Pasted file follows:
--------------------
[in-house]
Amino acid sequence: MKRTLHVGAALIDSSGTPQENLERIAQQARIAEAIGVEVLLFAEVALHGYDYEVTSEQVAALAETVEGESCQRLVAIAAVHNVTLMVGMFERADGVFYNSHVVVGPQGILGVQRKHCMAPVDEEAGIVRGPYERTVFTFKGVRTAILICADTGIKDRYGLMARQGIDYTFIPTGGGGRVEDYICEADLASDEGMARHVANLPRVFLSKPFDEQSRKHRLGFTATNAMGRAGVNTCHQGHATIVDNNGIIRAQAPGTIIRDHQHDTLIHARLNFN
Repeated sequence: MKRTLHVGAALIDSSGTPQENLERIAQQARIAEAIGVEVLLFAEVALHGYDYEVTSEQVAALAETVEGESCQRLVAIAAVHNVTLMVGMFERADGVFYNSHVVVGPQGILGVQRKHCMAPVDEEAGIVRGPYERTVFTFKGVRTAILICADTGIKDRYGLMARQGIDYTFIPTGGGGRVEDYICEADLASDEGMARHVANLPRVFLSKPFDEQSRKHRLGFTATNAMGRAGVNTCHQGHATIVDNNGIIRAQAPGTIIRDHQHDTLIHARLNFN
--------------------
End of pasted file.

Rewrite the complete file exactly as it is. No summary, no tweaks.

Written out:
[in-house]
Amino acid sequence: MKRTLHVGAALIDSSGTPQENLERIAQQARIAEAIGVEVLLFAEVALHGYDYEVTSEQVAALAETVEGESCQRLVAIAAVHNVTLMVGMFERADGVFYNSHVVVGPQGILGVQRKHCMAPVDEEAGIVRGPYERTVFTFKGVRTAILICADTGIKDRYGLMARQGIDYTFIPTGGGGRVEDYICEADLASDEGMARHVANLPRVFLSKPFDEQSRKHRLGFTATNAMGRAGVNTCHQGHATIVDNNGIIRAQAPGTIIRDHQHDTLIHARLNFN
Repeated sequence: MKRTLHVGAALIDSSGTPQENLERIAQQARIAEAIGVEVLLFAEVALHGYDYEVTSEQVAALAETVEGESCQRLVAIAAVHNVTLMVGMFERADGVFYNSHVVVGPQGILGVQRKHCMAPVDEEAGIVRGPYERTVFTFKGVRTAILICADTGIKDRYGLMARQGIDYTFIPTGGGGRVEDYICEADLASDEGMARHVANLPRVFLSKPFDEQSRKHRLGFTATNAMGRAGVNTCHQGHATIVDNNGIIRAQAPGTIIRDHQHDTLIHARLNFN